## Quantitative Derivation of Effective Evolution Equations for the Dynamics of Bose-Einstein Condensates

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2016##### Author

Kuz, Elif

##### Advisor

Grillakis, Manoussos G

Machedon, Matei

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This thesis proves certain results concerning an important question in non-equilibrium quantum statistical mechanics which is the derivation of effective evolution equations approximating the dynamics of a system of large number of bosons initially at equilibrium (ground state at very low temperatures). The dynamics of such systems are governed by the time-dependent linear many-body Schroedinger equation from which it is typically difficult to extract useful information due to the number of particles being large. We will study quantitatively (i.e. with explicit bounds on the error) how a suitable one particle non-linear Schroedinger equation arises in the mean field limit as number of particles N → ∞ and how the appropriate corrections to the mean field will provide better approximations of the exact dynamics.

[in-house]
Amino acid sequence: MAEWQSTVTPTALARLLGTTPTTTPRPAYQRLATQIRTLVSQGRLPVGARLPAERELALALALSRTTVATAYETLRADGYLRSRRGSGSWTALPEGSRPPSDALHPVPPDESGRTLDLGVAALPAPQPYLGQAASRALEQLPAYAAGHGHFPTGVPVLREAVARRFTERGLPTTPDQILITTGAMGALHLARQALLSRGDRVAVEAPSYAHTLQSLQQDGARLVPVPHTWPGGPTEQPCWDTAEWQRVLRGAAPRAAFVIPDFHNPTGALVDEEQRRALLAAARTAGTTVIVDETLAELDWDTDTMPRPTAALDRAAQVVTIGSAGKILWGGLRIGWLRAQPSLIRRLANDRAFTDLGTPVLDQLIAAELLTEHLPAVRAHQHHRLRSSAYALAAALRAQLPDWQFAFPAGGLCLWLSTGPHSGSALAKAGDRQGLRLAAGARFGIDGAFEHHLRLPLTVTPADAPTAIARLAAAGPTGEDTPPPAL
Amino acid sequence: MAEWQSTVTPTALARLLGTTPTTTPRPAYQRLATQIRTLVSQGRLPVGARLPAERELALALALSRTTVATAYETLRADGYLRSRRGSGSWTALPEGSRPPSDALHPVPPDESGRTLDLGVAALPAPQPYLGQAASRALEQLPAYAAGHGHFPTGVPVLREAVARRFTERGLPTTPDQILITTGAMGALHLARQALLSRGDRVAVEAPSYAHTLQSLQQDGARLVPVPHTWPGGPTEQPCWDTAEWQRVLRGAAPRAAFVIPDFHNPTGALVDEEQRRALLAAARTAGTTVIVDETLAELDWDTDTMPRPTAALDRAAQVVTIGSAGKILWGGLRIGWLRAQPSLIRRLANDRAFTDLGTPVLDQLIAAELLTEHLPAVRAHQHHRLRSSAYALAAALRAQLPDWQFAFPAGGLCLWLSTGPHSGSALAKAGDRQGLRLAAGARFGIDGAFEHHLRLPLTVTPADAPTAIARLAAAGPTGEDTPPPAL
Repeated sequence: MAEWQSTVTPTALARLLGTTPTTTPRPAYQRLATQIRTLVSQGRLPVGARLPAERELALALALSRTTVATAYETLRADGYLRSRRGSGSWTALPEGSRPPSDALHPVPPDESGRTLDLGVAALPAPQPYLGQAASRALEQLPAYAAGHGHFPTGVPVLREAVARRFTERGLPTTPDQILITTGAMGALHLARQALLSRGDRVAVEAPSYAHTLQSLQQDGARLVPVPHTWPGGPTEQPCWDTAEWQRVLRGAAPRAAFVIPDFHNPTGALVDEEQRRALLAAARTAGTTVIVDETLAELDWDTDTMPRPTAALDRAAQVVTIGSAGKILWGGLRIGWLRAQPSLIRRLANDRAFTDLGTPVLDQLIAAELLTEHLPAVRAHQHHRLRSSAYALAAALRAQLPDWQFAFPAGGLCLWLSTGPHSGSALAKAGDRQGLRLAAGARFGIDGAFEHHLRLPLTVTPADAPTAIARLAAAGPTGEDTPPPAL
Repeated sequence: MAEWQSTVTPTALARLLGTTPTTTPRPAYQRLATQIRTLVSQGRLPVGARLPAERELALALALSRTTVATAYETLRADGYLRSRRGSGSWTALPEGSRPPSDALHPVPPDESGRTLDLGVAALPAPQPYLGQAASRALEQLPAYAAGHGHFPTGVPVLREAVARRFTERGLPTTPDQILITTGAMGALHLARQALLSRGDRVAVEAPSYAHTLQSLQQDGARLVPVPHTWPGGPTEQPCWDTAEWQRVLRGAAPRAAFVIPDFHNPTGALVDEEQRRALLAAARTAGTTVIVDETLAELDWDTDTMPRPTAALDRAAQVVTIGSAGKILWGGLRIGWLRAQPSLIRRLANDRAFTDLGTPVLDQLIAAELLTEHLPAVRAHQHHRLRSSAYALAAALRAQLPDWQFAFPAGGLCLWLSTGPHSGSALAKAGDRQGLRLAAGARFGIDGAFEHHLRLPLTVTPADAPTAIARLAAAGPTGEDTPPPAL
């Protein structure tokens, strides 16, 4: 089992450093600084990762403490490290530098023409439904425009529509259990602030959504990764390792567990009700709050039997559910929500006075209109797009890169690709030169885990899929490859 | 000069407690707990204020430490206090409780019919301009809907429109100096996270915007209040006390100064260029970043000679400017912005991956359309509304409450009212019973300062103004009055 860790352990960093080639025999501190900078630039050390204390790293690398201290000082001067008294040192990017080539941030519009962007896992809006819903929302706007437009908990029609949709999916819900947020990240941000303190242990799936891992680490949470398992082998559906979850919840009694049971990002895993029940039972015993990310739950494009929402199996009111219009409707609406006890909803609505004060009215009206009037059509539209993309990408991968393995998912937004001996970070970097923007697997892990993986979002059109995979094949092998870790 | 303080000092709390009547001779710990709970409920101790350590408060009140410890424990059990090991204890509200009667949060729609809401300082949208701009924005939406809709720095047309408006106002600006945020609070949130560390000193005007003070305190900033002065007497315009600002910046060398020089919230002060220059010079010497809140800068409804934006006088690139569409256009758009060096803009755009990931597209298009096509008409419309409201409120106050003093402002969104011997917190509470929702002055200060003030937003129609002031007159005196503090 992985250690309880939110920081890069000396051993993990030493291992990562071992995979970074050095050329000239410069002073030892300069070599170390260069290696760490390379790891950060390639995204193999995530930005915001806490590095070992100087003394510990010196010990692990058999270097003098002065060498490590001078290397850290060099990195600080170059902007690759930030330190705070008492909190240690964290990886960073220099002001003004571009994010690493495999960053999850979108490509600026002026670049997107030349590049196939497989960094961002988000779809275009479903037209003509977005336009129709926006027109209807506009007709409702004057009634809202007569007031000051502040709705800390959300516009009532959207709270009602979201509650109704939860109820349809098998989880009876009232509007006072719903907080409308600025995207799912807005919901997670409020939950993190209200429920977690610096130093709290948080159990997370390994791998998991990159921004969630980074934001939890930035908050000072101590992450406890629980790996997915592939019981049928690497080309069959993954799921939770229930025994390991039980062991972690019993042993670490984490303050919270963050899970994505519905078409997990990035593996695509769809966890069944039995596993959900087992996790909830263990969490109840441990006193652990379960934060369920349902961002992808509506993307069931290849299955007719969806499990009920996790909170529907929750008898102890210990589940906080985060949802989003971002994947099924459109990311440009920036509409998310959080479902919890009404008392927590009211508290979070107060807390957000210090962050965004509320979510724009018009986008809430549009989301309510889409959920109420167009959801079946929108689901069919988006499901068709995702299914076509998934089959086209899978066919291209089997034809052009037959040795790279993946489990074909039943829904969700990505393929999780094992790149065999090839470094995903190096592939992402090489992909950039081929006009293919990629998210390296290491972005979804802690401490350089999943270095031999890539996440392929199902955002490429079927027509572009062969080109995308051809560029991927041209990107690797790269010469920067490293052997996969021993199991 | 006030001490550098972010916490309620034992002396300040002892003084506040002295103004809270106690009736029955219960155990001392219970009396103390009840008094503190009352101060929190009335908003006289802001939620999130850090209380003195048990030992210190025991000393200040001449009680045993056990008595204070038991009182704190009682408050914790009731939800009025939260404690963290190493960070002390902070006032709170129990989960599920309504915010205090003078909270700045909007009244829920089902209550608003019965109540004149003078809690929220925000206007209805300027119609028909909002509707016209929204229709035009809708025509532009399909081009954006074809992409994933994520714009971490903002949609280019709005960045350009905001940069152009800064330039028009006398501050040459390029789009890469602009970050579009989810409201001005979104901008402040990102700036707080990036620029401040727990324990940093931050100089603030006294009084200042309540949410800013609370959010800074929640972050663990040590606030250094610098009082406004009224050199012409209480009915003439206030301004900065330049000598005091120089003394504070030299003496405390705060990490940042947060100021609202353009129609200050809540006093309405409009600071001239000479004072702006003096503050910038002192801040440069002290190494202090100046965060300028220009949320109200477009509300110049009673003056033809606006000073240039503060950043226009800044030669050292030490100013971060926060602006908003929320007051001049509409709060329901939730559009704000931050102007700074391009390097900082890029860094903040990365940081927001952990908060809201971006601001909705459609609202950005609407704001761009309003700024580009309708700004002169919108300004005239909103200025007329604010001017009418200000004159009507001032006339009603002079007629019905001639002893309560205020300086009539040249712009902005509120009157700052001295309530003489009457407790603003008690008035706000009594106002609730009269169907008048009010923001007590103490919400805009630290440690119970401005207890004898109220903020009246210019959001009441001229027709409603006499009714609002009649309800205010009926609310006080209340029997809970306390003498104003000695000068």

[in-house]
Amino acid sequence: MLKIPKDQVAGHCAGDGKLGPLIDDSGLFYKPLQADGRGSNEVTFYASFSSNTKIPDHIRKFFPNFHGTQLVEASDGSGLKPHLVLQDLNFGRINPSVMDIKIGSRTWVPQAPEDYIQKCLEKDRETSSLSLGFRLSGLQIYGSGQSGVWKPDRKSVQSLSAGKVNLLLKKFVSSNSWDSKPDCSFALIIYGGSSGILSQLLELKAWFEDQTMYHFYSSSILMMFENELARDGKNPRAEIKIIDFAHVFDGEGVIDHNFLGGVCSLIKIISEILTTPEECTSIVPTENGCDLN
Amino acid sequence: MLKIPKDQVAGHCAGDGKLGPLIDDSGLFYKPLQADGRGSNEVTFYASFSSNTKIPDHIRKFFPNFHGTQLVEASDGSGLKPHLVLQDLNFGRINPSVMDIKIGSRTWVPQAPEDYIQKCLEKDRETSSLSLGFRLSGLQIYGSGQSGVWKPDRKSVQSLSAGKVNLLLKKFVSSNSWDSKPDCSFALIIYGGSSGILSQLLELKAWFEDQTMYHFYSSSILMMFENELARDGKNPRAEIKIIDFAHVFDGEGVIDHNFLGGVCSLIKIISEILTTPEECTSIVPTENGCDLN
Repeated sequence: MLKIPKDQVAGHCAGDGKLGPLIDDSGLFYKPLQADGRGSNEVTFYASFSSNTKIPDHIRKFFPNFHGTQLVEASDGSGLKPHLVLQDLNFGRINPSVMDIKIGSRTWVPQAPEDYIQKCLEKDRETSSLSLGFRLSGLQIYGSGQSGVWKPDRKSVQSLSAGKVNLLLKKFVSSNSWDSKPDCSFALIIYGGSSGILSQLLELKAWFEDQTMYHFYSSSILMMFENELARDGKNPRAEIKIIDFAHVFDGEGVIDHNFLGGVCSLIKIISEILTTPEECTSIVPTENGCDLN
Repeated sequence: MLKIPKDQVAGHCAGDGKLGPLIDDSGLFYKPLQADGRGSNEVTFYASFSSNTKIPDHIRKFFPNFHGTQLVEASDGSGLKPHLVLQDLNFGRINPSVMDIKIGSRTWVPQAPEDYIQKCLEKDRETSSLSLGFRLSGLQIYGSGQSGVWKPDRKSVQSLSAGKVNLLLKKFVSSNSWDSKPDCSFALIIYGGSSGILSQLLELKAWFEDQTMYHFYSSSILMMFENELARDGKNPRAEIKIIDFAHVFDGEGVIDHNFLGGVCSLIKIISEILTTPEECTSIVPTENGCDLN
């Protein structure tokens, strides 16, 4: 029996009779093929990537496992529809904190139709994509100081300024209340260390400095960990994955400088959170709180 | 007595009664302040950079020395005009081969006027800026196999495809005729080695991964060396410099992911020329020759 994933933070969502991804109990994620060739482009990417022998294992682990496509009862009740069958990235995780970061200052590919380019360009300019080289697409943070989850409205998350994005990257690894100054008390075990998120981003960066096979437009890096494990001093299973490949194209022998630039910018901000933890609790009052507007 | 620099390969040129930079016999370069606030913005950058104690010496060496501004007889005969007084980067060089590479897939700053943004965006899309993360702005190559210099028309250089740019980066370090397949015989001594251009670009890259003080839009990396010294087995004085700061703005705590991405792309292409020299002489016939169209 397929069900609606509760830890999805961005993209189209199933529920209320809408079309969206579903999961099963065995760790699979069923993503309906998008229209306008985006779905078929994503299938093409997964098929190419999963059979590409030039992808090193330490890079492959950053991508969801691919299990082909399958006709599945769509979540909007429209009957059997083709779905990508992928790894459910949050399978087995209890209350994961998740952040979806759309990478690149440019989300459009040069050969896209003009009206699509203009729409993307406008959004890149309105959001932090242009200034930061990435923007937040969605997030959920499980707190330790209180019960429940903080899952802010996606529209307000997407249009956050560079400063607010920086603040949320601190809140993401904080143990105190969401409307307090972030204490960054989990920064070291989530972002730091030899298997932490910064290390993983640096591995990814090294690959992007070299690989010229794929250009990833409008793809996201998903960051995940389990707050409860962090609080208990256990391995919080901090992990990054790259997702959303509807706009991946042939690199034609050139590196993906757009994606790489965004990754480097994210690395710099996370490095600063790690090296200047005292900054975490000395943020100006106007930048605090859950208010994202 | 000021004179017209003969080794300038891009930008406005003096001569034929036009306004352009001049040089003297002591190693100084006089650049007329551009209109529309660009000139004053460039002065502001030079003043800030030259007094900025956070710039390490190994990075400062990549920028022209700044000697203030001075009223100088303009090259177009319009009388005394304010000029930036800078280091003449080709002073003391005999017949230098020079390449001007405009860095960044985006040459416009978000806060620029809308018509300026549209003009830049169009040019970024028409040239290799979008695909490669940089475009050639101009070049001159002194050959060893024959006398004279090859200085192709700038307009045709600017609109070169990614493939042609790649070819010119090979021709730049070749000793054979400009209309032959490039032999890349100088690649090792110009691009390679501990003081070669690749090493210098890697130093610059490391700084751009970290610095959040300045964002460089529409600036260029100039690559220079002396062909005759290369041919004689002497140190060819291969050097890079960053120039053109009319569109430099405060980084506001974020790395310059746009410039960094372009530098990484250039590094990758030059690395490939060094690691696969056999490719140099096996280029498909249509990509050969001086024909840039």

In the first part of this thesis we consider the evolution of N bosons, where N is large, with two-body interactions of the form N³ᵝv(Nᵝ⋅), 0≤β≤1. The parameter β measures the strength and the range of interactions. We compare the exact evolution with an approximation which considers the evolution of a mean field coupled with an appropriate description of pair excitations, see [18,19] by Grillakis-Machedon-Margetis. We extend the results for 0 ≤ β < 1/3 in [19, 20] to the case of β < 1/2 and obtain an error bound of the form p(t)/Nᵅ, where α>0 and p(t) is a polynomial, which implies a specific rate of convergence as N → ∞.
In the second part, utilizing estimates of the type discussed in the first part, we compare the exact evolution with the mean field approximation in the sense of marginals. We prove that the exact evolution is close to the approximate in trace norm for times of the order o(1)√N compared to log(o(1)N) as obtained in Chen-Lee-Schlein [6] for the Hartree evolution. Estimates of similar type are obtained for stronger interactions as well.

University of Maryland, College Park, MD 20742-7011 (301)314-1328.

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